On January 2, the Consumer Financial Protection Bureaus second larger participant rule [PDF] took effect. The rule covers which debt collectors, debt buyers, and collection law firms are subject to its examination and enforcement power. The new programs mark the first time that companies in these industries will be subject to examination by a federal regulator. The second rule follows the Bureaus adoption of a first rule defining larger participants in the consumer reporting industry, which took effect in September 2012.
Accompanying the new rule, the CFPB also released a field guide [PDF] that outlines the procedures by which its examiners will investigate certain companies and banks engaged in debt collection. Those procedures include evaluations of whether debt collectors:
- Provide required disclosures.
- Provide accurate information.
- Have a consumer complaint and dispute resolution process.
- Communicate civilly and honestly with consumers.
1. Who is Covered?
Pursuant to the Final Consumer Debt Collection Rule, the CFPBs new supervision authority covers three types of businesses:
- Companies that may buy defaulted debt and collect the proceeds for themselves.
- Companies that may collect defaulted debt owned by another company in return for a fee.
- Debt collection attorneys that collect through litigation.
According to the CFPB, the rule will extend to about 175 of the approximately 4,500 U.S. debt collectors, buyers, and firms engaged in the practice. Of the industrys $12.2 billion in annual receipts, the CFPBs influence will extend to 63 percent. In this way, the Bureau hopes to assert its emergent influence over every stage of the debt-collection processfrom origination to ultimate collection or resolution.
2. What Does CFPB Supervision Mean?
Debt collectors can expect the CFPB examination process to be extensive and time-consuming. Among other things, firms must be prepared for, at least:
- An initial conference between a CFPB examiner and company management, during which documents and records may be requested. The examiners may also review the entitys compliance management system.
- A determination by examiners of the scope and details of an on-site examination.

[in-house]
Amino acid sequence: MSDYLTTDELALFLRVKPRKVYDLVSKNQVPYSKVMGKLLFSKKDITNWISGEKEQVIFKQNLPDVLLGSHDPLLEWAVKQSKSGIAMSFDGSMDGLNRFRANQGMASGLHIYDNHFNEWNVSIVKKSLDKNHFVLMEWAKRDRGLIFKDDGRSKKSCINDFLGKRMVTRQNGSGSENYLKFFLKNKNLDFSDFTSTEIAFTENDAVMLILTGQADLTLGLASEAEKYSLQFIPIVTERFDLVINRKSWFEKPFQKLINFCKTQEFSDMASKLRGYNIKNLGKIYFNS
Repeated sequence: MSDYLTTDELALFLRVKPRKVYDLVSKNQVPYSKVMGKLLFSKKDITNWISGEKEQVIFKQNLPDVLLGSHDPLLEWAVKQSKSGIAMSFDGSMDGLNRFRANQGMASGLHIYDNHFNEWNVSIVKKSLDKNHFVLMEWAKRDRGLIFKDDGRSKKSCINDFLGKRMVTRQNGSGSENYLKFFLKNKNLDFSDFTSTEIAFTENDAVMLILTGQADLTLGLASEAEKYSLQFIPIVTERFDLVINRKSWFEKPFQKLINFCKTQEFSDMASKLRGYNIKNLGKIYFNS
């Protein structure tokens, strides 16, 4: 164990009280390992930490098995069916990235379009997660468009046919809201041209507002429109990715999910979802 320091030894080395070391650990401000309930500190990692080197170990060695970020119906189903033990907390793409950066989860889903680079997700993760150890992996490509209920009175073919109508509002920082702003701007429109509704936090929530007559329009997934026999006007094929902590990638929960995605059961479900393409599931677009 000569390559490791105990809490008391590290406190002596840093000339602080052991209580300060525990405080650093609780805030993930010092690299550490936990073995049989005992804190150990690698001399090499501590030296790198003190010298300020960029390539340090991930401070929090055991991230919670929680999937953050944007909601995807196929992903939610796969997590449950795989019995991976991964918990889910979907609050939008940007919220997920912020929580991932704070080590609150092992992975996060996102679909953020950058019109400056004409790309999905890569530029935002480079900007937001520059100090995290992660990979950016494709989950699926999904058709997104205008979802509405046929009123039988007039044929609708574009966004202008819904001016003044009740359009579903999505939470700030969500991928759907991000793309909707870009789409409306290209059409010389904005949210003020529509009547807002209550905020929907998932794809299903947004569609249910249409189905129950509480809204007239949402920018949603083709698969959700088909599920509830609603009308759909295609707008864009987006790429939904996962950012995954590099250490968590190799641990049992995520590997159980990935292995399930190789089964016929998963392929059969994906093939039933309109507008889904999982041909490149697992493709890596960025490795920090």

- An on-site investigation, including discussions with management about the companys processes and procedures; a review of documents and records; and more focus on compliance management systems.
- Issuance of confidential examination reports, supervisory letters, and compliance ratings.
- Depending on the nature of the complaints the company has received, examiners may interview consumers.
In short, supervision under the rule will require covered companies to submit reports to the CFPB and subject their businesses to thorough examinations by CFPB staff. The examinations will be looking to: (1) assess compliance with federal consumer financial law; (2) obtain information about activities and compliance systems or procedures; and (3) detect and assess risks to consumers and consumer financial markets.
Those entities within the CFPBs ambit need to have a substantive compliance program and maintain procedures to ensure that complaints are received and dealt with in an appropriate fashion. According to the CFPBs field guide, the basic information examiners will seek to obtain and review will be:
- Organizational charts and process flowcharts
- Board minutes, annual reports, or the equivalent
- Relevant management reporting
- Policies and procedures
- Notes and disclosures
- Telephone recordings
- Operating checklists, worksheets, and review documents
- Monitoring procedures
- Compensation policies
- Relevant computer program and system details
- Consumer files, including original loan documents, and payment records systems
- Historical examination information
- Audit and compliance reports, and management responses to findings
- Training programs and materials
- Scripts for employee use
- Third-party contracts and oversight materials, including monitoring reports and findings
- Written correspondence with consumers
- Court documents
- Consumer complaints and disputes, including those submitted to the CFPB Consumer Response Center, the FTCs Consumer Sentinel network, the Better Business Bureau, or other sources as appropriate
3. What Makes a Larger Participant?
Any third-party debt collection agency, debt buyer, or collection law firm with more than $10 million in annual receipts qualifies as a larger participant. For calculation purposes, the term receipts means total income plus cost of goods sold as defined by the IRS. This definition is of particular import for debt collection law firms, as the CFPB recognized that certain reimbursement funds, such as recording or filing fees, are not part of the total income calculus.
The CFPB also differentiated between receipts on amounts collected for another entity and fees earned in connection with such collections, indicating that only the latter will be counted as receipts. Additionally, the annual receipts test aggregates the activities of all affiliate companies, i.e., any company that controls, is controlled by, or is under common control of another.
In the end, the $10 million annual receipt threshold was maintained despite a strong dissent from the debt collection industry, whose trade group, ACA International, made substantial efforts to contest the figure during the rulemaking process. It argued that defining companies with revenues of $10 million as larger participants contradicts existing federal definitions for company size, most notably the Small Business Administrations definition of a small businesscurrently slated at $7 million.